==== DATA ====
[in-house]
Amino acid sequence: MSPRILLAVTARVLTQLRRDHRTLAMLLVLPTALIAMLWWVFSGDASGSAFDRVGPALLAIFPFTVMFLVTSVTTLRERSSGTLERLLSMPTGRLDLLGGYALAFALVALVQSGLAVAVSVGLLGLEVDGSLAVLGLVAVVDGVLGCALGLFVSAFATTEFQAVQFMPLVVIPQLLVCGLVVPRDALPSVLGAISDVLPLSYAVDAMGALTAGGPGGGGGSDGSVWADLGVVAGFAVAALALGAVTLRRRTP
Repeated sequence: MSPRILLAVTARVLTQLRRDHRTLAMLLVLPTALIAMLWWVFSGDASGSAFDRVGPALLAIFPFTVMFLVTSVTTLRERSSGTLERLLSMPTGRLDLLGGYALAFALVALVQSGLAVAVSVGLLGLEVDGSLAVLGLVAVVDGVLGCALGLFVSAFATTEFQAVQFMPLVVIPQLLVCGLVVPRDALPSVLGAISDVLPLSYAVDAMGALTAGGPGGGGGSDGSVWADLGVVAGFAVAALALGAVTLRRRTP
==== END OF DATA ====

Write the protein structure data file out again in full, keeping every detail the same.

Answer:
[in-house]
Amino acid sequence: MSPRILLAVTARVLTQLRRDHRTLAMLLVLPTALIAMLWWVFSGDASGSAFDRVGPALLAIFPFTVMFLVTSVTTLRERSSGTLERLLSMPTGRLDLLGGYALAFALVALVQSGLAVAVSVGLLGLEVDGSLAVLGLVAVVDGVLGCALGLFVSAFATTEFQAVQFMPLVVIPQLLVCGLVVPRDALPSVLGAISDVLPLSYAVDAMGALTAGGPGGGGGSDGSVWADLGVVAGFAVAALALGAVTLRRRTP
Repeated sequence: MSPRILLAVTARVLTQLRRDHRTLAMLLVLPTALIAMLWWVFSGDASGSAFDRVGPALLAIFPFTVMFLVTSVTTLRERSSGTLERLLSMPTGRLDLLGGYALAFALVALVQSGLAVAVSVGLLGLEVDGSLAVLGLVAVVDGVLGCALGLFVSAFATTEFQAVQFMPLVVIPQLLVCGLVVPRDALPSVLGAISDVLPLSYAVDAMGALTAGGPGGGGGSDGSVWADLGVVAGFAVAALALGAVTLRRRTP